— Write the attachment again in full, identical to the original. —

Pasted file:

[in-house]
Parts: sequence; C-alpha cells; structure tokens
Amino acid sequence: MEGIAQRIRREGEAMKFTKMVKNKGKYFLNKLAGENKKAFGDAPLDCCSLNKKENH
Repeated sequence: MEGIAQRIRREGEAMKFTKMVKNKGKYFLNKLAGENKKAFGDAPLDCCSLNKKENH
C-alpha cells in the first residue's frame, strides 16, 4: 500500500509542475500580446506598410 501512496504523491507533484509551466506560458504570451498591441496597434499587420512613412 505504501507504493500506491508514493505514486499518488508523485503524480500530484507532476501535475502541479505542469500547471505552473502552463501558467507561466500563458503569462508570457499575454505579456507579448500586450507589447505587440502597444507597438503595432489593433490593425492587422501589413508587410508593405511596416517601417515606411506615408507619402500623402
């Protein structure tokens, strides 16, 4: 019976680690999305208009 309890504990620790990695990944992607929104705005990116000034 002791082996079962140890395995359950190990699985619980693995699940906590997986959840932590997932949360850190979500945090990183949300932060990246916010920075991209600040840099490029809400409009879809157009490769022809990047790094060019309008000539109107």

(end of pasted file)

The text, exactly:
[in-house]
Parts: sequence; C-alpha cells; structure tokens
Amino acid sequence: MEGIAQRIRREGEAMKFTKMVKNKGKYFLNKLAGENKKAFGDAPLDCCSLNKKENH
Repeated sequence: MEGIAQRIRREGEAMKFTKMVKNKGKYFLNKLAGENKKAFGDAPLDCCSLNKKENH
C-alpha cells in the first residue's frame, strides 16, 4: 500500500509542475500580446506598410 501512496504523491507533484509551466506560458504570451498591441496597434499587420512613412 505504501507504493500506491508514493505514486499518488508523485503524480500530484507532476501535475502541479505542469500547471505552473502552463501558467507561466500563458503569462508570457499575454505579456507579448500586450507589447505587440502597444507597438503595432489593433490593425492587422501589413508587410508593405511596416517601417515606411506615408507619402500623402
């Protein structure tokens, strides 16, 4: 019976680690999305208009 309890504990620790990695990944992607929104705005990116000034 002791082996079962140890395995359950190990699985619980693995699940906590997986959840932590997932949360850190979500945090990183949300932060990246916010920075991209600040840099490029809400409009879809157009490769022809990047790094060019309008000539109107």